Pallet stacks 1544 and grid stacks 1541 conveyed to gripper interface ends, 1530 of PGSC's 1507 and 1506, respectively, are roughly positioned for de-nesting due to variation in pallet stack 1543 and grid stack 1540 placement positions and orientations on first ends 1529 of PGSC's 1507 and 1506, respectively, by forklift 1502. PGSU 1560 compensates, as described below, for such variation in positions and orientations of pallet stacks 1544 and grid stacks 1541.
Pallet/Grid Removal from PAS
In each process involving removal of pallets and, if applicable, grids, from PAS 1500 and subsequent storage of such items starts with the presence of first and second pallets, 1894 and 1895, respectively, (similar to 302, 402, or 502) proximal to PGSU 1560 end 1893 of and spaced laterally on PC 1890. It may, depending on production configuration, also start with the presence of a first pair of grids 1896 and 1897 (similar to 600) beneath respective pallets 1894 and 1895 and a second pair of grids 1896′ and 1897′ between respective pallets 1894 and 1895 and PGSU 1560 end 1893 of PC 1890. Such process comprises sequentially: engaging and gripping a first pallet 1894 and, if applicable, a first grid 1896′, as applicable, on side of grid longitudinal center vertical plane distal to PGSC's 1508 and 1509, transferring first pallet 1894 and grid 1896′ to and nesting them on tops of second pallet 1895 and grid 1897′, respectively, on side of PC longitudinal center vertical plane proximal to PGSC's 1508 and 1509; releasing first pallet 1894 and grid 1896′; gripping second pallet 1895 and grid 1897′, thus capturing first pallet 1894 and grid 1896′, transferring first and second pallets 1894 and 1895, respectively, and first and second girds 1896′ and 1897′, respectively, to and nesting them on tops of pallet stack 1553 and grid stack 1550 at PGSU 1560 ends 1530 of PGSC's 1509 and 1508, respectively. Pallet and grid stacks 1553 and 1550, respectively, on reaching designated size, are automatically conveyed from gripper interface end 1530 to forklift 1502 interface end 1529 for forklift 1502 retrieval and transport to storage area.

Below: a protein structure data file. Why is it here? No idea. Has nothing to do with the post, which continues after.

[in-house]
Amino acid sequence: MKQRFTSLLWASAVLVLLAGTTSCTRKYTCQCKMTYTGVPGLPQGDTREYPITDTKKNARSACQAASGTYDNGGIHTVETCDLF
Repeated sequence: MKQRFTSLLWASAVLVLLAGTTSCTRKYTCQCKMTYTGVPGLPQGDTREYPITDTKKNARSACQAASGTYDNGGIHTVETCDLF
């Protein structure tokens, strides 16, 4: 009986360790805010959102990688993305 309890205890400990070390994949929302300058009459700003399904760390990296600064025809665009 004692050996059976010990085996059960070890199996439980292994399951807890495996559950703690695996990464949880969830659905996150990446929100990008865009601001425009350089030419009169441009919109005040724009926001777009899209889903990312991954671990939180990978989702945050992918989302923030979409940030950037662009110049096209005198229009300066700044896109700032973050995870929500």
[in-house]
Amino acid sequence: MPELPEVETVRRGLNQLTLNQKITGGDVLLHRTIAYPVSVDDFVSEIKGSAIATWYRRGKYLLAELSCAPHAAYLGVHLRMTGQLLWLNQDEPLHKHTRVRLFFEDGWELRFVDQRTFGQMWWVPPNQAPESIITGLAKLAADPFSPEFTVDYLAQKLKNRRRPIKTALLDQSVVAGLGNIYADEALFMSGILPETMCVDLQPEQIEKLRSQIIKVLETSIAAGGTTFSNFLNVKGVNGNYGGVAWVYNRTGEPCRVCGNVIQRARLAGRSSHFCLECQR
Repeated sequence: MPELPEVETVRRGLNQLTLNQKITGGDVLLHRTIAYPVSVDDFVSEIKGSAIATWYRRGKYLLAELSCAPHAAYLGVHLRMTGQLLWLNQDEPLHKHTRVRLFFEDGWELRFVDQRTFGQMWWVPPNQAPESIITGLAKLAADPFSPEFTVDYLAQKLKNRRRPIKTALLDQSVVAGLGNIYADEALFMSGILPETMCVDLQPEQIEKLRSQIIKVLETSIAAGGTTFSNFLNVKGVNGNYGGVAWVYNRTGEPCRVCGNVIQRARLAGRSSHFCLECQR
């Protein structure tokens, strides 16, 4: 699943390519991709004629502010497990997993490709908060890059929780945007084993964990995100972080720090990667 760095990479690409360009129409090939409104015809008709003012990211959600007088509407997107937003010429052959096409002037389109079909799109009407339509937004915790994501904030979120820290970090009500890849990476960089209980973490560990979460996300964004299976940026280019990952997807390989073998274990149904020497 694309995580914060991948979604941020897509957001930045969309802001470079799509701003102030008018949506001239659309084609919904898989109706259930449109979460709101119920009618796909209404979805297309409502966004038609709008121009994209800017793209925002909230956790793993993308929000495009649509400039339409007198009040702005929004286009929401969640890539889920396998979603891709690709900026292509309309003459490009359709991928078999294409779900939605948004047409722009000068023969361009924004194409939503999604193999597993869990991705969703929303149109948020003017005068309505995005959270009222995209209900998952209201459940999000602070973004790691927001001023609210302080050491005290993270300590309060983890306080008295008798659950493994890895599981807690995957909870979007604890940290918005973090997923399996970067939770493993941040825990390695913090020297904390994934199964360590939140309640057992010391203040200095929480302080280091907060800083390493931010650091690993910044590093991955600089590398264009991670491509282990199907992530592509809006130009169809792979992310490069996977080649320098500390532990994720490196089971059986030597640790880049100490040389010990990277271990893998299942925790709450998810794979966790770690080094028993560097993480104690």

Forklift 1502 places a stack 1507 of pallets 302, 402, or 502 and, if applicable, a stack 1542 of grids 600 onto stationary pallet stack conveyor belt 1509 and grid stack conveyor belt 1543, respectively, proximal to the first (free) end 1527 of a pallet stack conveyor 1517 and grid stack conveyor 1540, respectively, These conveyors are of lengths of at least twice the horizontal dimension of the associated stack 1507 or 1542 in the stack conveyor flow direction 1526 and provide for addition of pallet and grid stacks to system without interruption of continuous operation of PGSU. Conveyor surfaces preferably comprise multiple, laterally spaced gear belts 1525 for positive belt surface positioning and belt side-to-side “walking” elimination. Slide beds preferably support conveyor belts for smooth operation and preferably have high-friction backing to promote substantially slip-free contact between belts and carried items.
In de-nesting mode, if grids 600 are to be incorporated into PA's 500 (for example), PGSU 1560 picks up two grids 600 simultaneously from two grid stacks 1542 at second end 1547 of grid stack 1540, translates grids 600 and places them on first end 1644 of PC 1640. PGSU 1560 then picks up two pallets 502 simultaneously from two pallet stacks 1507 at second end 1528 of pallet stack conveyor 1517, translates pallets 502 and places them on first end 1644 of PC 1640, inserting them into grids 600 if grids are to be incorporated into PA's 500. In nesting mode, PGSU 1560 simultaneously picks up pallets 502 from first end 1644 of PC 1640, out of grids 600 if girds 600 were incorporated in PA's 500, and translates pallets 502 and places them on pallet stacks 1507 at second end 1528 of pallet stack conveyor 1517. If grids 600 were incorporated in PA's 500, PGSU 1560 then simultaneously picks up grids 600 from first end 1644 of PC 1640, and translates grids 600 and places them on grid stacks 1542 at second end 1547 of grid stack conveyor 1540.